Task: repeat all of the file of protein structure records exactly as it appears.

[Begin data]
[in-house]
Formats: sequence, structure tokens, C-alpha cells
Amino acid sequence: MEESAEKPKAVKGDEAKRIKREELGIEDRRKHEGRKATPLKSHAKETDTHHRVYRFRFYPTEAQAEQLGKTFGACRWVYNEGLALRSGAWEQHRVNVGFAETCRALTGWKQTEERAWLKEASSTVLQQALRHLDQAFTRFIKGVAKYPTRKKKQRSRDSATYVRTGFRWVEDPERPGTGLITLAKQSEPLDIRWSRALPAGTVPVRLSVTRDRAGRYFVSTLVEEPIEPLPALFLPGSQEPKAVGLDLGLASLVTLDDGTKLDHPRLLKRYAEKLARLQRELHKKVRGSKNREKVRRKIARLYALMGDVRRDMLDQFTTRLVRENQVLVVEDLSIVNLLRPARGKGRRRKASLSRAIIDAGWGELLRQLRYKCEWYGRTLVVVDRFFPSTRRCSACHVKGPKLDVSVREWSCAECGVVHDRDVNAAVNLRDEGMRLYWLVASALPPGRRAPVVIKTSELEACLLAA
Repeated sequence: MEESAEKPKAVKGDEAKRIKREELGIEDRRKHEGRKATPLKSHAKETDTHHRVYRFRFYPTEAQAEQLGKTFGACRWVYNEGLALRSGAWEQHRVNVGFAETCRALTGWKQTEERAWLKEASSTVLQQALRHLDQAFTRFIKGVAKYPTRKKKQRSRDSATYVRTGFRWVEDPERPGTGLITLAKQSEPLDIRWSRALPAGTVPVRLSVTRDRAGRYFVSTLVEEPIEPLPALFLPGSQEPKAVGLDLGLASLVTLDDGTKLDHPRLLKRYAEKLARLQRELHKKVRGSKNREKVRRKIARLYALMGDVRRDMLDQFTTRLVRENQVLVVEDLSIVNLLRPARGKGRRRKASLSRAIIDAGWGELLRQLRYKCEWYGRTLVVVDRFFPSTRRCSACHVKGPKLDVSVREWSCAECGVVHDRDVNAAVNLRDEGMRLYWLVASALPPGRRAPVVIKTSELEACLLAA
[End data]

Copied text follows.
[in-house]
Formats: sequence, structure tokens, C-alpha cells
Amino acid sequence: MEESAEKPKAVKGDEAKRIKREELGIEDRRKHEGRKATPLKSHAKETDTHHRVYRFRFYPTEAQAEQLGKTFGACRWVYNEGLALRSGAWEQHRVNVGFAETCRALTGWKQTEERAWLKEASSTVLQQALRHLDQAFTRFIKGVAKYPTRKKKQRSRDSATYVRTGFRWVEDPERPGTGLITLAKQSEPLDIRWSRALPAGTVPVRLSVTRDRAGRYFVSTLVEEPIEPLPALFLPGSQEPKAVGLDLGLASLVTLDDGTKLDHPRLLKRYAEKLARLQRELHKKVRGSKNREKVRRKIARLYALMGDVRRDMLDQFTTRLVRENQVLVVEDLSIVNLLRPARGKGRRRKASLSRAIIDAGWGELLRQLRYKCEWYGRTLVVVDRFFPSTRRCSACHVKGPKLDVSVREWSCAECGVVHDRDVNAAVNLRDEGMRLYWLVASALPPGRRAPVVIKTSELEACLLAA
Repeated sequence: MEESAEKPKAVKGDEAKRIKREELGIEDRRKHEGRKATPLKSHAKETDTHHRVYRFRFYPTEAQAEQLGKTFGACRWVYNEGLALRSGAWEQHRVNVGFAETCRALTGWKQTEERAWLKEASSTVLQQALRHLDQAFTRFIKGVAKYPTRKKKQRSRDSATYVRTGFRWVEDPERPGTGLITLAKQSEPLDIRWSRALPAGTVPVRLSVTRDRAGRYFVSTLVEEPIEPLPALFLPGSQEPKAVGLDLGLASLVTLDDGTKLDHPRLLKRYAEKLARLQRELHKKVRGSKNREKVRRKIARLYALMGDVRRDMLDQFTTRLVRENQVLVVEDLSIVNLLRPARGKGRRRKASLSRAIIDAGWGELLRQLRYKCEWYGRTLVVVDRFFPSTRRCSACHVKGPKLDVSVREWSCAECGVVHDRDVNAAVNLRDEGMRLYWLVASALPPGRRAPVVIKTSELEACLLAA